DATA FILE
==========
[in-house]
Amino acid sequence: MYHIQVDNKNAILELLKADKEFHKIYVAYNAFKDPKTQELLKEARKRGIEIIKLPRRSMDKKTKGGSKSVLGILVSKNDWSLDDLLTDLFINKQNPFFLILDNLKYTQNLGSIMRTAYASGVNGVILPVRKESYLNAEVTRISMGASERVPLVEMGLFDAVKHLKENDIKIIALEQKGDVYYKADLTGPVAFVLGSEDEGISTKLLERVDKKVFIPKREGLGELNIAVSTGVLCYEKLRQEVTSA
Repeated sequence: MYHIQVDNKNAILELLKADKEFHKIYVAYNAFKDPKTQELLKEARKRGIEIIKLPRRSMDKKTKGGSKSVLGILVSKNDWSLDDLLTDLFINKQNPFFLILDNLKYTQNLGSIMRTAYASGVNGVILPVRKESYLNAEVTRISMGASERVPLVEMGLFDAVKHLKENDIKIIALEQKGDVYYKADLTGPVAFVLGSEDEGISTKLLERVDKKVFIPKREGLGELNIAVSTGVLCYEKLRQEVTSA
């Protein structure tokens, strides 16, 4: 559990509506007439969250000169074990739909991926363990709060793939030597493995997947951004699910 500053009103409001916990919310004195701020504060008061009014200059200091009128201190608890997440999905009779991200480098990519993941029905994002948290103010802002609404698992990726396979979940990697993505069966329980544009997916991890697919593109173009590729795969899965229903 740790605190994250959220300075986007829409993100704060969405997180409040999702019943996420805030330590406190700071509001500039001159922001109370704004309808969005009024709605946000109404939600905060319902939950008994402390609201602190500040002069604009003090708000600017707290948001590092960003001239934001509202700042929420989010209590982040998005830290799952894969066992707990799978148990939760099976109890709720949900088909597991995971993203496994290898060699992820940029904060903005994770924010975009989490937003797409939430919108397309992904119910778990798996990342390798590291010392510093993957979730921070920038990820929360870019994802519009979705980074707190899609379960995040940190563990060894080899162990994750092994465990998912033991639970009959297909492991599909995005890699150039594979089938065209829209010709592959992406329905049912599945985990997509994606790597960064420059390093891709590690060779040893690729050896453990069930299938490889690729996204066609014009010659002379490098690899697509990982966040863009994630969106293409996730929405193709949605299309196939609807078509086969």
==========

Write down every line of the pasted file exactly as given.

[in-house]
Amino acid sequence: MYHIQVDNKNAILELLKADKEFHKIYVAYNAFKDPKTQELLKEARKRGIEIIKLPRRSMDKKTKGGSKSVLGILVSKNDWSLDDLLTDLFINKQNPFFLILDNLKYTQNLGSIMRTAYASGVNGVILPVRKESYLNAEVTRISMGASERVPLVEMGLFDAVKHLKENDIKIIALEQKGDVYYKADLTGPVAFVLGSEDEGISTKLLERVDKKVFIPKREGLGELNIAVSTGVLCYEKLRQEVTSA
Repeated sequence: MYHIQVDNKNAILELLKADKEFHKIYVAYNAFKDPKTQELLKEARKRGIEIIKLPRRSMDKKTKGGSKSVLGILVSKNDWSLDDLLTDLFINKQNPFFLILDNLKYTQNLGSIMRTAYASGVNGVILPVRKESYLNAEVTRISMGASERVPLVEMGLFDAVKHLKENDIKIIALEQKGDVYYKADLTGPVAFVLGSEDEGISTKLLERVDKKVFIPKREGLGELNIAVSTGVLCYEKLRQEVTSA
């Protein structure tokens, strides 16, 4: 559990509506007439969250000169074990739909991926363990709060793939030597493995997947951004699910 500053009103409001916990919310004195701020504060008061009014200059200091009128201190608890997440999905009779991200480098990519993941029905994002948290103010802002609404698992990726396979979940990697993505069966329980544009997916991890697919593109173009590729795969899965229903 740790605190994250959220300075986007829409993100704060969405997180409040999702019943996420805030330590406190700071509001500039001159922001109370704004309808969005009024709605946000109404939600905060319902939950008994402390609201602190500040002069604009003090708000600017707290948001590092960003001239934001509202700042929420989010209590982040998005830290799952894969066992707990799978148990939760099976109890709720949900088909597991995971993203496994290898060699992820940029904060903005994770924010975009989490937003797409939430919108397309992904119910778990798996990342390798590291010392510093993957979730921070920038990820929360870019994802519009979705980074707190899609379960995040940190563990060894080899162990994750092994465990998912033991639970009959297909492991599909995005890699150039594979089938065209829209010709592959992406329905049912599945985990997509994606790597960064420059390093891709590690060779040893690729050896453990069930299938490889690729996204066609014009010659002379490098690899697509990982966040863009994630969106293409996730929405193709949605299309196939609807078509086969």